Remote Area Medical will make its sixth return trip to the Pahrump Valley next weekend and all those in the local community and surrounding areas who may be in need of medical services they cannot afford, whether they have insurance or not, are encouraged to mark their calendars and head out for the free medical clinic event.
Set for Saturday and Sunday, Oct. 2 and 3 at the Pathways Innovative Education Building, the Pahrump Remote Area Medical Clinic will offer attendees a wide variety of no-charge medical services, with everything from blood pressure readings and women’s health exams to dental procedures and prescription eyeglasses to be provided on site. Those interested in taking advantage of this opportunity will be able to do so with no ID required and the event is open to anyone and everyone.
The Remote Area Medical, or RAM, clinic will kick off in the wee morning hours of Saturday, Oct. 2 with the parking lot opening for those who wish to get into the queue early.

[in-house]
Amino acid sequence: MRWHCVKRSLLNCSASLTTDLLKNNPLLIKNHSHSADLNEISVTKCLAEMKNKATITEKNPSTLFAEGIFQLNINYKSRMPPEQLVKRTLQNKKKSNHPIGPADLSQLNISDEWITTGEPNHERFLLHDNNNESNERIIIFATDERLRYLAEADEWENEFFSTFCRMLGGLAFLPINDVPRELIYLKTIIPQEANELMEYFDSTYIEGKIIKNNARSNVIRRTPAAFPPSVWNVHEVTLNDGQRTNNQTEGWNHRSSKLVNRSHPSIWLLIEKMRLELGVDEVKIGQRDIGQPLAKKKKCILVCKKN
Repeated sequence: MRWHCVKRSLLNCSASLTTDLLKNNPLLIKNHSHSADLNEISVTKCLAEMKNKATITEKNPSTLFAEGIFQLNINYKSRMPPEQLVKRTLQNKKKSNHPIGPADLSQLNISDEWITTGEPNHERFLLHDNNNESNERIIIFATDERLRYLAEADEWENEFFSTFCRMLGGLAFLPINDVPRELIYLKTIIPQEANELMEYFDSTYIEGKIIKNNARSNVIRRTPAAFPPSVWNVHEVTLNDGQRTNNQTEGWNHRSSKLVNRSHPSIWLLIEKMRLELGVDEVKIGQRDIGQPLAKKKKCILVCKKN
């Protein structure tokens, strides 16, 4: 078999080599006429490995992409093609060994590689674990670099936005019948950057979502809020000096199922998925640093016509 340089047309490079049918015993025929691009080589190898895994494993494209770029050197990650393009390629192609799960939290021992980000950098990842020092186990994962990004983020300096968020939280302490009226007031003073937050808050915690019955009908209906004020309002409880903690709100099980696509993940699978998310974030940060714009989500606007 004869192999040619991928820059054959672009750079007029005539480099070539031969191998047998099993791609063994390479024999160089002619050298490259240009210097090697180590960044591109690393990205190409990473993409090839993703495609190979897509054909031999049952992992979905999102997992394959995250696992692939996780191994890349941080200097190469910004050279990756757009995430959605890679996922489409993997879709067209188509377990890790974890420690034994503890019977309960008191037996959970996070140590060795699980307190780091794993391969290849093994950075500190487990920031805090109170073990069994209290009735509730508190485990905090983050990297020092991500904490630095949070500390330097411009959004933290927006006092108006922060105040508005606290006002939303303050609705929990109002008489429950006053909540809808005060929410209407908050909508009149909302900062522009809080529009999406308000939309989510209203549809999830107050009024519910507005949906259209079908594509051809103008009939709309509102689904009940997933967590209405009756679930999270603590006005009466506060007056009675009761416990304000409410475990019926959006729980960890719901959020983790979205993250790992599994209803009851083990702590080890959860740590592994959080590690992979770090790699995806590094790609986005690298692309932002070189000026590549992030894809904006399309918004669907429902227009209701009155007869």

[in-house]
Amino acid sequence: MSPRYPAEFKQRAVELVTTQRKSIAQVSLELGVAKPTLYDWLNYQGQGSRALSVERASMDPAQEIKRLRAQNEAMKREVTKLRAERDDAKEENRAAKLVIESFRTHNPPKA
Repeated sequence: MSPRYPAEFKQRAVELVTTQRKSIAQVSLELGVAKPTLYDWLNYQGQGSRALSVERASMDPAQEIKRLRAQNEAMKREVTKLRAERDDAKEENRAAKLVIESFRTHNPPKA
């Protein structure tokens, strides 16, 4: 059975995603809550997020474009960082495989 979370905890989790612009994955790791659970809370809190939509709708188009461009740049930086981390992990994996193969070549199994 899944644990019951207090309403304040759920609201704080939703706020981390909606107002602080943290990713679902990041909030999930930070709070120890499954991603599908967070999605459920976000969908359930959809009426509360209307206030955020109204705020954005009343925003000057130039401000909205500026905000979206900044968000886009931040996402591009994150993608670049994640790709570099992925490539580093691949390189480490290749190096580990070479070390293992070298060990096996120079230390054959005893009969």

Arriving at the clinic
“It’s going to be kind of a hybrid of the past years that we’ve done,” Pahrump RAM Committee member Ryan Muccio explained for the Pahrump Valley Times.
For the first four years that RAM visited the community, patients were directed to arrive at the clinic and wait in line for ticket distribution, which would occur at 3 a.m. each morning of the clinic. Last year however, with the COVID-19 pandemic causing major concerns all over the country, the decision was made to make the clinic appointment-based.